Our last 106 Breakfast Series of 2015. Once again in the private dining room of the Wolseley. The subject? Making D&I mainstream in your organisation. And it was probably one of the best discussions we have had. A great way to end the year.
Here are some of the key themes we discussed.
The business case – each business is different and it’s not just a question of saying we need to be more diverse and inclusive. It’s about understanding where the challenges are – be it from a recruitment or engagement perspective – and how to make it sustainable rather than a rush for targets and representation.
Education and the talent pipeline – for many technical disciplines, the talent pipeline can pose a problem. For example, there’s just not enough women studying engineering at university. But it’s also dependent on employers to go out and do something about it – whether working with schools or universities to actively engage people in key disciplines. It’s not enough simply to go into high-performing schools and reel off a corporate ppt.
Inclusive workplaces – it’s one thing to build a more diverse workforce; it’s another to create an environment where they can thrive and their skills and experience can be maximised. Another challenge for the ‘squeezed middle’ managers? Yes, but a challenge for all of us to embrace a more inclusive way of working.
Generations – we know that Millennials will make up more than 75% of the workplace by 2025 – and we’ve got Gen Z knocking on the door too. Are they really that different from previous generations? Yes and no. Perhaps not in some key values. But they have lived through tough economic times; many do care more about the environment and the purpose of organisations; and of course, they have grown up with technology. It’s important to see this as an opportunity rather than a challenge. Can your new generation of talent help to (reverse) mentor and educate other generations, and provide a buzz, ideas and energy that you can harness effectively?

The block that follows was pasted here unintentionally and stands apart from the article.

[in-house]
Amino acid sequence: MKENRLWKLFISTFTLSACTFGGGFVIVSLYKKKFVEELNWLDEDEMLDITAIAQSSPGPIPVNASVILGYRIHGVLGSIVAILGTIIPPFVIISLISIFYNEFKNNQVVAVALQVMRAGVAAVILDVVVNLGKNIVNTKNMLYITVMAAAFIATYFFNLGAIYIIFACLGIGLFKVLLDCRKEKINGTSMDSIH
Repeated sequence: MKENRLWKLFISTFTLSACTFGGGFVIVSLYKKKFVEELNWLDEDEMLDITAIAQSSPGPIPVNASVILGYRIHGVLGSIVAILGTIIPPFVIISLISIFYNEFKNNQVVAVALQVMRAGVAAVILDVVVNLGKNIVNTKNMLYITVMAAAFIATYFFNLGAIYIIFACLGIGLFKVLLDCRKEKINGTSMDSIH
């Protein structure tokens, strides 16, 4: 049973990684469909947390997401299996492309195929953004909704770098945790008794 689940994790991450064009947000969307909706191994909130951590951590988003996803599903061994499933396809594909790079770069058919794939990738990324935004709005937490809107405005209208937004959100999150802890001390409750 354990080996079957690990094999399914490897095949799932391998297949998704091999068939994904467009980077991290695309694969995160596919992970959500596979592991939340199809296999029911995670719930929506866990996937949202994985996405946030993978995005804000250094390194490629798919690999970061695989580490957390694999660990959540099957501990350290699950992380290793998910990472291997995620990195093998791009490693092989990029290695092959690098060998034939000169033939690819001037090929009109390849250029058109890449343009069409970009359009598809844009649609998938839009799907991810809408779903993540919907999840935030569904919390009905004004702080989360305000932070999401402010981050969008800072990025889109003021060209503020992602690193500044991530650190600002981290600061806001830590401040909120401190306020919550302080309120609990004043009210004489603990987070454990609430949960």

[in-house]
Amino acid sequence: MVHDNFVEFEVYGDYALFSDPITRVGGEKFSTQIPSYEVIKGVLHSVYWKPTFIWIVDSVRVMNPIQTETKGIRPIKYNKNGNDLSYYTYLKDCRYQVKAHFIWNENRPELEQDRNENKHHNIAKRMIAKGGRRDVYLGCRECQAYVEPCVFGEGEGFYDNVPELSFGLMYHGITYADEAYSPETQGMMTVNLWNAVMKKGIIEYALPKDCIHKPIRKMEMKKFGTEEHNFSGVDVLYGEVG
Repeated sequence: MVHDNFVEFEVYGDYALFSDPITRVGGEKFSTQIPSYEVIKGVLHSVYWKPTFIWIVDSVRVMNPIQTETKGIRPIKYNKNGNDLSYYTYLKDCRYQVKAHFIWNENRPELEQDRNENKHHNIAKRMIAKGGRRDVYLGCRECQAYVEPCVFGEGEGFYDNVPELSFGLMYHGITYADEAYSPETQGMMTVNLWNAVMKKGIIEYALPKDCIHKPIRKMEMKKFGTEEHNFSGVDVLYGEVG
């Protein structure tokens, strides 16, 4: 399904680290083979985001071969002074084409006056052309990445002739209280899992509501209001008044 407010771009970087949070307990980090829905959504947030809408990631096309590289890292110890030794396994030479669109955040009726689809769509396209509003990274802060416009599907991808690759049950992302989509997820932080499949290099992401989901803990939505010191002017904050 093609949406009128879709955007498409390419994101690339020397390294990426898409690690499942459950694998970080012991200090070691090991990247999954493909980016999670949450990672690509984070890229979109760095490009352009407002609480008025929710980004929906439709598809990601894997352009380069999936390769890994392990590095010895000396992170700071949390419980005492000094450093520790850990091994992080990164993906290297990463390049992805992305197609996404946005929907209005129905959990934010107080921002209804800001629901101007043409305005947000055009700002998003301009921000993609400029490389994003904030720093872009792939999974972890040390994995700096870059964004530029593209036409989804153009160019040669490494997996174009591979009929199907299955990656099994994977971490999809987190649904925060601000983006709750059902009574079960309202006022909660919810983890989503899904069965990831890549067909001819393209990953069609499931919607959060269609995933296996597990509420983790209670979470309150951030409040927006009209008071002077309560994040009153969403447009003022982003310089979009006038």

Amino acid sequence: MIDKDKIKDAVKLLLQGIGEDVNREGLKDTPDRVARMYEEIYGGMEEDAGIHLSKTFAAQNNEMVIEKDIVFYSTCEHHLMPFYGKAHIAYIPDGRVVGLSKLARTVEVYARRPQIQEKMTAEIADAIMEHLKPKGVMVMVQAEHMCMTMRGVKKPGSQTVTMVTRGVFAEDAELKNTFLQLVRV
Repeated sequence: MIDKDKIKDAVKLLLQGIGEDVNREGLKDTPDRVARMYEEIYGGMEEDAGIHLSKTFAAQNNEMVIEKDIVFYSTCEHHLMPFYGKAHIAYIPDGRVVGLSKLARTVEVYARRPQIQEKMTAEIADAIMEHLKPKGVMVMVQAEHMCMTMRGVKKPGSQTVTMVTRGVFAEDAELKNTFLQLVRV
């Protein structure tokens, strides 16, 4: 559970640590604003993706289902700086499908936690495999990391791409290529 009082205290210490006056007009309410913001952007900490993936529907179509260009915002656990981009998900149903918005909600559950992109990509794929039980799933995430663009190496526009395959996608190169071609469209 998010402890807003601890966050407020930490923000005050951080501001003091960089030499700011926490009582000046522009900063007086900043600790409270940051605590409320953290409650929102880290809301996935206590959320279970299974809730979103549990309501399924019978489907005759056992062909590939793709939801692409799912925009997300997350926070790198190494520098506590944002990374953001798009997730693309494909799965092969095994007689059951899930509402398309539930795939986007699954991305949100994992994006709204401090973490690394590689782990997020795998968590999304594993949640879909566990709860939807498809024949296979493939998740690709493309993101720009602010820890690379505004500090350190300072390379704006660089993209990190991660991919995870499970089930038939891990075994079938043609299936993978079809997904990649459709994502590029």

Flexibility in the workplace – still a problem for many organisations, albeit significant strides are being made. One of our number talked about how flexibility was good for her, but not for many others in the team – and therefore can be resented. Other organisations, such as law firms, have struggled to make the workplace more flexible because of client demands – or is it simply of long-held views about the workplace?
Lots of food for thought. Most telling was a discussion around making this something that is part of the culture, rather than being a peripheral programme. Should it simply be part of the new management way of working?
Thanks to everyone who came along on 8th December and to everyone else who came to one of our events throughout the year. We are already planning more for next year. Please do let Henry know if you’d like to come along.